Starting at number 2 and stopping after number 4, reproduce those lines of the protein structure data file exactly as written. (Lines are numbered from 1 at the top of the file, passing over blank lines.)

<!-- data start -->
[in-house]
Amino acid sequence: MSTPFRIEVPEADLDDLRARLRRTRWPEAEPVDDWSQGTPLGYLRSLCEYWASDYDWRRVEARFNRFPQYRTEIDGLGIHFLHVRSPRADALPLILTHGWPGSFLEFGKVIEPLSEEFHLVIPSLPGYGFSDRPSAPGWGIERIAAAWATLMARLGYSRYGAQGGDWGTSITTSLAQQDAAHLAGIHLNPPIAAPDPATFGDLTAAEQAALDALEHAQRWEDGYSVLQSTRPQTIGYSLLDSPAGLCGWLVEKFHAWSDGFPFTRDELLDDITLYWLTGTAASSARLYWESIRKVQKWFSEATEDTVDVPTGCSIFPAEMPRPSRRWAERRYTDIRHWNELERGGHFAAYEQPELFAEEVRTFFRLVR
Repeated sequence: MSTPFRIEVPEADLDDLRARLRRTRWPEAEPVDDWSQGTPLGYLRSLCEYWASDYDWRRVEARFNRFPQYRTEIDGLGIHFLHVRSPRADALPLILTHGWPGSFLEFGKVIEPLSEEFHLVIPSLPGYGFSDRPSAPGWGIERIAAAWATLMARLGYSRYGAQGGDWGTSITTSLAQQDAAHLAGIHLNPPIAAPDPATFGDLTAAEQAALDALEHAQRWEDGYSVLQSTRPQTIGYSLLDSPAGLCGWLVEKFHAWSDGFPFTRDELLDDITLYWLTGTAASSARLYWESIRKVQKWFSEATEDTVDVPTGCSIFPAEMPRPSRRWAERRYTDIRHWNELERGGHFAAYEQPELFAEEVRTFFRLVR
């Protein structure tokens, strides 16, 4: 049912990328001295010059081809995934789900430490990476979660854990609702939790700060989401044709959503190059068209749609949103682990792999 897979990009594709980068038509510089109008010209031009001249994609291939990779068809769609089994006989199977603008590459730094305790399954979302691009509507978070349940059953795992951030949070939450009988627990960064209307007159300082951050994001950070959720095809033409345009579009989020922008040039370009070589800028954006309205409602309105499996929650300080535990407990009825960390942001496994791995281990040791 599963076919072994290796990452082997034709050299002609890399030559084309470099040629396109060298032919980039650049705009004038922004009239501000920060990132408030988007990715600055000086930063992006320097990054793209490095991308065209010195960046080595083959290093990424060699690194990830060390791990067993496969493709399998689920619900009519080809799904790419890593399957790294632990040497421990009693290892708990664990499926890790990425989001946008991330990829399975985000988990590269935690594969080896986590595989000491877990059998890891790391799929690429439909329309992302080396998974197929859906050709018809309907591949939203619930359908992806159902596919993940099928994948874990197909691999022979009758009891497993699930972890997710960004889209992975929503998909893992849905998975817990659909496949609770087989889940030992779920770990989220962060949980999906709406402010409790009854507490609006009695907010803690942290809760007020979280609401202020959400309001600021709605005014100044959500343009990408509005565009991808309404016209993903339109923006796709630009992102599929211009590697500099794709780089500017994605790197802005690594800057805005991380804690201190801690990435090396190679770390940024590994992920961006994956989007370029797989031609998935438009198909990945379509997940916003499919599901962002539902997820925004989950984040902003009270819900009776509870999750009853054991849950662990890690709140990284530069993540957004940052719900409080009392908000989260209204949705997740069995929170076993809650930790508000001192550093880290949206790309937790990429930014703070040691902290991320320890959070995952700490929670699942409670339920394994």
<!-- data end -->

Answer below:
Amino acid sequence: MSTPFRIEVPEADLDDLRARLRRTRWPEAEPVDDWSQGTPLGYLRSLCEYWASDYDWRRVEARFNRFPQYRTEIDGLGIHFLHVRSPRADALPLILTHGWPGSFLEFGKVIEPLSEEFHLVIPSLPGYGFSDRPSAPGWGIERIAAAWATLMARLGYSRYGAQGGDWGTSITTSLAQQDAAHLAGIHLNPPIAAPDPATFGDLTAAEQAALDALEHAQRWEDGYSVLQSTRPQTIGYSLLDSPAGLCGWLVEKFHAWSDGFPFTRDELLDDITLYWLTGTAASSARLYWESIRKVQKWFSEATEDTVDVPTGCSIFPAEMPRPSRRWAERRYTDIRHWNELERGGHFAAYEQPELFAEEVRTFFRLVR
Repeated sequence: MSTPFRIEVPEADLDDLRARLRRTRWPEAEPVDDWSQGTPLGYLRSLCEYWASDYDWRRVEARFNRFPQYRTEIDGLGIHFLHVRSPRADALPLILTHGWPGSFLEFGKVIEPLSEEFHLVIPSLPGYGFSDRPSAPGWGIERIAAAWATLMARLGYSRYGAQGGDWGTSITTSLAQQDAAHLAGIHLNPPIAAPDPATFGDLTAAEQAALDALEHAQRWEDGYSVLQSTRPQTIGYSLLDSPAGLCGWLVEKFHAWSDGFPFTRDELLDDITLYWLTGTAASSARLYWESIRKVQKWFSEATEDTVDVPTGCSIFPAEMPRPSRRWAERRYTDIRHWNELERGGHFAAYEQPELFAEEVRTFFRLVR
């Protein structure tokens, strides 16, 4: 049912990328001295010059081809995934789900430490990476979660854990609702939790700060989401044709959503190059068209749609949103682990792999 897979990009594709980068038509510089109008010209031009001249994609291939990779068809769609089994006989199977603008590459730094305790399954979302691009509507978070349940059953795992951030949070939450009988627990960064209307007159300082951050994001950070959720095809033409345009579009989020922008040039370009070589800028954006309205409602309105499996929650300080535990407990009825960390942001496994791995281990040791 599963076919072994290796990452082997034709050299002609890399030559084309470099040629396109060298032919980039650049705009004038922004009239501000920060990132408030988007990715600055000086930063992006320097990054793209490095991308065209010195960046080595083959290093990424060699690194990830060390791990067993496969493709399998689920619900009519080809799904790419890593399957790294632990040497421990009693290892708990664990499926890790990425989001946008991330990829399975985000988990590269935690594969080896986590595989000491877990059998890891790391799929690429439909329309992302080396998974197929859906050709018809309907591949939203619930359908992806159902596919993940099928994948874990197909691999022979009758009891497993699930972890997710960004889209992975929503998909893992849905998975817990659909496949609770087989889940030992779920770990989220962060949980999906709406402010409790009854507490609006009695907010803690942290809760007020979280609401202020959400309001600021709605005014100044959500343009990408509005565009991808309404016209993903339109923006796709630009992102599929211009590697500099794709780089500017994605790197802005690594800057805005991380804690201190801690990435090396190679770390940024590994992920961006994956989007370029797989031609998935438009198909990945379509997940916003499919599901962002539902997820925004989950984040902003009270819900009776509870999750009853054991849950662990890690709140990284530069993540957004940052719900409080009392908000989260209204949705997740069995929170076993809650930790508000001192550093880290949206790309937790990429930014703070040691902290991320320890959070995952700490929670699942409670339920394994």